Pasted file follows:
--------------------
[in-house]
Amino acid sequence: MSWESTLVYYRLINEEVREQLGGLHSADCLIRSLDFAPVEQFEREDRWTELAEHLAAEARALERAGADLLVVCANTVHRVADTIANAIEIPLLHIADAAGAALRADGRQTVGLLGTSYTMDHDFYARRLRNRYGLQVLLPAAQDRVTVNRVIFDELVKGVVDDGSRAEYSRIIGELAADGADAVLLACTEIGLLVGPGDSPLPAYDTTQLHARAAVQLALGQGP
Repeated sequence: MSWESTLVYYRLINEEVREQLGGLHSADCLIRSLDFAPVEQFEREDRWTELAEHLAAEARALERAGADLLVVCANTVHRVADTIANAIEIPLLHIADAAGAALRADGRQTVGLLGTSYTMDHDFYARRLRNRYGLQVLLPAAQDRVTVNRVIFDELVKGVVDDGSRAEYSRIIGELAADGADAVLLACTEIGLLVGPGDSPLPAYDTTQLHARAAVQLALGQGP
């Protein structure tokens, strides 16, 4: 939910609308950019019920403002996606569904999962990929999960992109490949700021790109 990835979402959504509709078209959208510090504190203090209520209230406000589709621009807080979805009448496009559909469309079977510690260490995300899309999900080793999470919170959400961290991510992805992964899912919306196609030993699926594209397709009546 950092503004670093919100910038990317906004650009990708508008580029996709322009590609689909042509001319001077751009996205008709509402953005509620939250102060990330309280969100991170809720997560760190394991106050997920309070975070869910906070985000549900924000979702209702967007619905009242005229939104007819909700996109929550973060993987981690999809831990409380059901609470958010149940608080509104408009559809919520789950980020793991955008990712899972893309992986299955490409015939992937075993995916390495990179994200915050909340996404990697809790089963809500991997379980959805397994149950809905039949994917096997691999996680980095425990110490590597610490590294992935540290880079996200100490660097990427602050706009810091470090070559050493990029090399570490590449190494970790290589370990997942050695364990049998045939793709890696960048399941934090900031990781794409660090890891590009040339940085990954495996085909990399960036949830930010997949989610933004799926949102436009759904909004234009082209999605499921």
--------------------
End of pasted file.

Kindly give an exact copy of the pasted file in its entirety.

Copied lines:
[in-house]
Amino acid sequence: MSWESTLVYYRLINEEVREQLGGLHSADCLIRSLDFAPVEQFEREDRWTELAEHLAAEARALERAGADLLVVCANTVHRVADTIANAIEIPLLHIADAAGAALRADGRQTVGLLGTSYTMDHDFYARRLRNRYGLQVLLPAAQDRVTVNRVIFDELVKGVVDDGSRAEYSRIIGELAADGADAVLLACTEIGLLVGPGDSPLPAYDTTQLHARAAVQLALGQGP
Repeated sequence: MSWESTLVYYRLINEEVREQLGGLHSADCLIRSLDFAPVEQFEREDRWTELAEHLAAEARALERAGADLLVVCANTVHRVADTIANAIEIPLLHIADAAGAALRADGRQTVGLLGTSYTMDHDFYARRLRNRYGLQVLLPAAQDRVTVNRVIFDELVKGVVDDGSRAEYSRIIGELAADGADAVLLACTEIGLLVGPGDSPLPAYDTTQLHARAAVQLALGQGP
């Protein structure tokens, strides 16, 4: 939910609308950019019920403002996606569904999962990929999960992109490949700021790109 990835979402959504509709078209959208510090504190203090209520209230406000589709621009807080979805009448496009559909469309079977510690260490995300899309999900080793999470919170959400961290991510992805992964899912919306196609030993699926594209397709009546 950092503004670093919100910038990317906004650009990708508008580029996709322009590609689909042509001319001077751009996205008709509402953005509620939250102060990330309280969100991170809720997560760190394991106050997920309070975070869910906070985000549900924000979702209702967007619905009242005229939104007819909700996109929550973060993987981690999809831990409380059901609470958010149940608080509104408009559809919520789950980020793991955008990712899972893309992986299955490409015939992937075993995916390495990179994200915050909340996404990697809790089963809500991997379980959805397994149950809905039949994917096997691999996680980095425990110490590597610490590294992935540290880079996200100490660097990427602050706009810091470090070559050493990029090399570490590449190494970790290589370990997942050695364990049998045939793709890696960048399941934090900031990781794409660090890891590009040339940085990954495996085909990399960036949830930010997949989610933004799926949102436009759904909004234009082209999605499921």